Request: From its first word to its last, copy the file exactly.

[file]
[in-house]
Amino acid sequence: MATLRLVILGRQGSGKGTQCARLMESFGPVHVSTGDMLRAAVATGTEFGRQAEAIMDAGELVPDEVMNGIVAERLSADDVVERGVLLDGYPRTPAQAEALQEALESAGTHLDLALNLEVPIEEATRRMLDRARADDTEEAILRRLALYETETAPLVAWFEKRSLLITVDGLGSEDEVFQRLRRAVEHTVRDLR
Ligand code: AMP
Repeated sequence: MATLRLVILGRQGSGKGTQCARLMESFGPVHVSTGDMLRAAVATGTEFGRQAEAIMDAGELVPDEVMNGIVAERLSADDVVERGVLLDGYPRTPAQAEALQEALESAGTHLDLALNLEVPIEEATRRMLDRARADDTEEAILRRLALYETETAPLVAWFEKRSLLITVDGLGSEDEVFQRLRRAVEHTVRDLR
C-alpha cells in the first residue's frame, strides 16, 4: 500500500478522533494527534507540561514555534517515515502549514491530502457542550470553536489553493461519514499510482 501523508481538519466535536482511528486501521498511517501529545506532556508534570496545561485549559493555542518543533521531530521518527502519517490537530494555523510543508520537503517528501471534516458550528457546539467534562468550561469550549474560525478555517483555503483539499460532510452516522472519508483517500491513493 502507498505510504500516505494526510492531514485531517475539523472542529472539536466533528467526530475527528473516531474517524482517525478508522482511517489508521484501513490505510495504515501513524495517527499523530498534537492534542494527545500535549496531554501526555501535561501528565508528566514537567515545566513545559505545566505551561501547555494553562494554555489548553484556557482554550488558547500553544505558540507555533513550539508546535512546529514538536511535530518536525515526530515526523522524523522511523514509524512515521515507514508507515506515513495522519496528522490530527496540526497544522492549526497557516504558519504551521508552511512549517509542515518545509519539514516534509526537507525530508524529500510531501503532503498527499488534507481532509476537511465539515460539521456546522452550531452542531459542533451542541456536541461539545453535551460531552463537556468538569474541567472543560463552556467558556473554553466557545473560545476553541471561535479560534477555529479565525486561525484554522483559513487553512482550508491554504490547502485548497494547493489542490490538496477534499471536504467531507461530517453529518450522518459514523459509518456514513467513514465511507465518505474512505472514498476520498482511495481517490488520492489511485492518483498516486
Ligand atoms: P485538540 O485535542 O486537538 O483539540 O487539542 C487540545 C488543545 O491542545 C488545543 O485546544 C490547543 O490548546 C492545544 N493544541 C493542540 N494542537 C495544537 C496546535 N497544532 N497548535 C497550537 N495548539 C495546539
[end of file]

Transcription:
[in-house]
Amino acid sequence: MATLRLVILGRQGSGKGTQCARLMESFGPVHVSTGDMLRAAVATGTEFGRQAEAIMDAGELVPDEVMNGIVAERLSADDVVERGVLLDGYPRTPAQAEALQEALESAGTHLDLALNLEVPIEEATRRMLDRARADDTEEAILRRLALYETETAPLVAWFEKRSLLITVDGLGSEDEVFQRLRRAVEHTVRDLR
Ligand code: AMP
Repeated sequence: MATLRLVILGRQGSGKGTQCARLMESFGPVHVSTGDMLRAAVATGTEFGRQAEAIMDAGELVPDEVMNGIVAERLSADDVVERGVLLDGYPRTPAQAEALQEALESAGTHLDLALNLEVPIEEATRRMLDRARADDTEEAILRRLALYETETAPLVAWFEKRSLLITVDGLGSEDEVFQRLRRAVEHTVRDLR
C-alpha cells in the first residue's frame, strides 16, 4: 500500500478522533494527534507540561514555534517515515502549514491530502457542550470553536489553493461519514499510482 501523508481538519466535536482511528486501521498511517501529545506532556508534570496545561485549559493555542518543533521531530521518527502519517490537530494555523510543508520537503517528501471534516458550528457546539467534562468550561469550549474560525478555517483555503483539499460532510452516522472519508483517500491513493 502507498505510504500516505494526510492531514485531517475539523472542529472539536466533528467526530475527528473516531474517524482517525478508522482511517489508521484501513490505510495504515501513524495517527499523530498534537492534542494527545500535549496531554501526555501535561501528565508528566514537567515545566513545559505545566505551561501547555494553562494554555489548553484556557482554550488558547500553544505558540507555533513550539508546535512546529514538536511535530518536525515526530515526523522524523522511523514509524512515521515507514508507515506515513495522519496528522490530527496540526497544522492549526497557516504558519504551521508552511512549517509542515518545509519539514516534509526537507525530508524529500510531501503532503498527499488534507481532509476537511465539515460539521456546522452550531452542531459542533451542541456536541461539545453535551460531552463537556468538569474541567472543560463552556467558556473554553466557545473560545476553541471561535479560534477555529479565525486561525484554522483559513487553512482550508491554504490547502485548497494547493489542490490538496477534499471536504467531507461530517453529518450522518459514523459509518456514513467513514465511507465518505474512505472514498476520498482511495481517490488520492489511485492518483498516486
Ligand atoms: P485538540 O485535542 O486537538 O483539540 O487539542 C487540545 C488543545 O491542545 C488545543 O485546544 C490547543 O490548546 C492545544 N493544541 C493542540 N494542537 C495544537 C496546535 N497544532 N497548535 C497550537 N495548539 C495546539